Turkey's president Erdogan said on Wednesday that his troops had mounted their first offensive into areas of north-east Syria controlled by Kurdish militia in an incursion that could undermine some local actors and boost others.
The declared intention of the military campaign is to neutralise the Kurdish armed threat and carve out a zone where Turkey would forcibly send Syrian refugees on its territory to resettle.
The north-east, inhabited by Arabs and Kurds, is Syria’s major oil reservoir and accounts for most of the wheat produced in the country. It is dependent on the Euphrates River for agriculture.
It also has several competing military and political factions who are likely to feature heavily in news coverage in the coming days. Here's what you need to know.
People’s Protection Units (YPG)
The YPG is a Kurdish militia in control of large swathes of the north-east and has been an important player in the US-orchestrated defeat of ISIS.
The group is regarded by Turkey as a subsidiary of the Turkish Kurdistan Workers Party (PKK), Marxist-Leninist guerrilla group who have been fighting the Turkish government for decades and are now based in the Kandil Mountains in Iraq.
The YPG is ultimately answerable to PKK commanders based in Kandil and follows the same personality cult of Abdullah Ocalan, the PKK leader imprisoned in Turkey. From the 1970s to the 1990s, the PKK was financed and armed by the Syrian regime.
Starting in 2012, the Syrian regime PKK surrogates, who eventually formed the YPG, were given territory in the northeast as a reward for helping it crush the protest movement against Assad family rule. The YPG added to its territory by overrunning Arab towns and villages held by rebels opposed to the Syrian regime, and later by capturing territory from ISIS. The Syrian regime has a small presence in some of the cities and towns under YPG control, mainly Hasakah and Qamishli. The YPG shares the city of Deir Al Zor with the regime.
Syrian Democratic Forces (SDF)
A Kurdish-Arab military formation that has reached its expiry date, having been established by the US to enlist Arab tribes in the fight against ISIS on the side of the YPG.
The Kurdish-led Syrian Democratic Forces became the main US-backed force in Syria in the fight against ISIS.
In March, the SDF captured the last sliver of land held by the extremists, marking the end of the so-called caliphate declared by ISIS’s leader Abu Bakr Al Baghdadi in 2014. It lost 11,000 fighters in the process.
The Syrian National Army
An amalgamation of Syrian rebel brigades expected to cross the border with the Turkish forces as a proxy of the Ankara government. Turkey formed the group from Free Syrian Army remnants and other rebel brigades who had withdrawn to areas near the Turkish border in Idlib governorate and north of Aleppo. This was due to the Russian intervention in 2015 in support of the Syrian regime, the YPG land grab, and Al Qaeda overrunning territory held by brigades opposed to the Syrian regime.
The Syrian National Army plays an important role in the Turkish strategy because it has been performing the day-to-day ground work in areas west of the Euphrates that Turkey had carved out, including the former Kurdish enclave of Afrin north of Aleppo, which the YPG controlled until Turkish troops overran the enclave in 2018. The group is also working with the Turkish forces, a Twitter account for the operation confirmed Wednesday.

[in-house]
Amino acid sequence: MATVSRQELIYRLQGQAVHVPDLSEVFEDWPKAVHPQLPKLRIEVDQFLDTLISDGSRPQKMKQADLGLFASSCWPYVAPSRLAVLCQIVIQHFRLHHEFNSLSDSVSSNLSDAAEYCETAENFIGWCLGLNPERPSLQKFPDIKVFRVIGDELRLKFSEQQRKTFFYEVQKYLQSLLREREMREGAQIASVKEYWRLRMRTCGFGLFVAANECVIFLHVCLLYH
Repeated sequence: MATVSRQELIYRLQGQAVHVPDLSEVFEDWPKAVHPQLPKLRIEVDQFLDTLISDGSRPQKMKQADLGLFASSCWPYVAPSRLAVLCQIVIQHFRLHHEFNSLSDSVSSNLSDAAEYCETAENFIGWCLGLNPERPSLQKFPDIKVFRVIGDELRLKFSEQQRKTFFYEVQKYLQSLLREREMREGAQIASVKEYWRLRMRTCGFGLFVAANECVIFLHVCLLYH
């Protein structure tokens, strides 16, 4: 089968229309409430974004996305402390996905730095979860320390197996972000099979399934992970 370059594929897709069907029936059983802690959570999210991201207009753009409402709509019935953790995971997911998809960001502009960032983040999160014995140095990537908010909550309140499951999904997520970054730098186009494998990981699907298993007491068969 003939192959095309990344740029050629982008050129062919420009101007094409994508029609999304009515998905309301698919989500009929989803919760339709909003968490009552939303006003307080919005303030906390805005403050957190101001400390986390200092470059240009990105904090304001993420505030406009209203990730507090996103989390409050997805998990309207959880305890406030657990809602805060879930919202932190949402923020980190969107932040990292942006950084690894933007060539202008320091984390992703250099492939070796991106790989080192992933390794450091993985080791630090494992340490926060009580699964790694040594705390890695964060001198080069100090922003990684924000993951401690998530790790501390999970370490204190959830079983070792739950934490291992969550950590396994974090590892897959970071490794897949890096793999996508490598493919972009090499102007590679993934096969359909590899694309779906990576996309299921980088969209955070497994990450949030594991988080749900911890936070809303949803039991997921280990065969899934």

The Kurdish National Council
An alliance of Kurdish political parties backed by Iraqi Kurdish leader Masoud Barzani and opposed to the YPG. The leadership of the Kurdish National Council is nonviolent and many of its members are ex-political prisoners who participated in the civic resistance to Assad family rule. However Mr Barzani set up a dormant militia of Syrian Kurds, trained by his Peshmerga, and attached the militia to the Kurdish National Council, keeping the fighters in northern Iraq.
Kurdish activists, as well as international human rights organisations, blame the YPG for the killing and disappearance in north-east Syria of sympathisers or members of parties that belong to the Kurdish National Council.
In consolidating Assad family rule, the late Hafez Al Assad tore into the social fabric of the northeast, using divide-and-conquer to subjugate the Arab tribes that had ruled the area and sever their historic connections to mother tribes in Iraq and Saudi Arabia.
Weak and decimated, the north-east tribes signed on the Baathist political system and the different structures that replaced it since 2011. In the regions where the Assad regime withered, the tribes broadly supported the Free Syrian Army, followed by Al Qaeda and ISIS, and became members of the nominal governance established by the YPG. But many harbour decades of hostility to the Kurds because of land and other disputes that have worsened since the YPG takeover.
Although the US-backed forces declared “total victory” over ISIS in March this year after the battle of Baghouz, ISIS has gone underground and mounted hit and run attacks against the YPG. The group was seen among the Arab Sunni population of the north-east as a bulwark against Kurdish militia overreach. It still retains latent support among Arabs whose have regarded YPG rule as oppressive, or whose property was confiscated by the militia.